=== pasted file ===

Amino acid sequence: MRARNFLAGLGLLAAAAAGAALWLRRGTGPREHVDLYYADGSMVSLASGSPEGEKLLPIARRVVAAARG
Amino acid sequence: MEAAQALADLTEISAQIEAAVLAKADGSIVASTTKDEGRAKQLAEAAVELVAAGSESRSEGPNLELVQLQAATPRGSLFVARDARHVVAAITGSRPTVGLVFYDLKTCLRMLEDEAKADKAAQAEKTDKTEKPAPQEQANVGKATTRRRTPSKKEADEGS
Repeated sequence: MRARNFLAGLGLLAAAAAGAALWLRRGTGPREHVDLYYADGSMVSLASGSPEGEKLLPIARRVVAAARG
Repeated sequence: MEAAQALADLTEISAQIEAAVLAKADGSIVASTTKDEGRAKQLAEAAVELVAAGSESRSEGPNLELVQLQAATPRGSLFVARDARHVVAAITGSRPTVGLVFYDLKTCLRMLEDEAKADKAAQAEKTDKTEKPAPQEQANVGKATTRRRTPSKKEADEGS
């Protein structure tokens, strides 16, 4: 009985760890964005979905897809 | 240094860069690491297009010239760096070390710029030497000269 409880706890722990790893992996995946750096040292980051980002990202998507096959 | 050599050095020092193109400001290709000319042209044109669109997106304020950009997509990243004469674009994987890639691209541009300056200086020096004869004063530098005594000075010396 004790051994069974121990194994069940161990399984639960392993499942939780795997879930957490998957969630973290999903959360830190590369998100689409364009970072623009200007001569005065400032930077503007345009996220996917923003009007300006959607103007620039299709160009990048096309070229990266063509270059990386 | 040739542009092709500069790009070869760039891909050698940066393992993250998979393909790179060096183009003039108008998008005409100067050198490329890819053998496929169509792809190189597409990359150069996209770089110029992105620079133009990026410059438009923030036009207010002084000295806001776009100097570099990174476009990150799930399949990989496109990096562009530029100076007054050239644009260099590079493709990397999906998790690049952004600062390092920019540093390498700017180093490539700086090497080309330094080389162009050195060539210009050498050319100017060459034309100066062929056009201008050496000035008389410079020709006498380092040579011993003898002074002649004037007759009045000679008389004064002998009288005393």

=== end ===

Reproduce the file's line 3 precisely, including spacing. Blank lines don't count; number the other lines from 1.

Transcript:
Repeated sequence: MRARNFLAGLGLLAAAAAGAALWLRRGTGPREHVDLYYADGSMVSLASGSPEGEKLLPIARRVVAAARG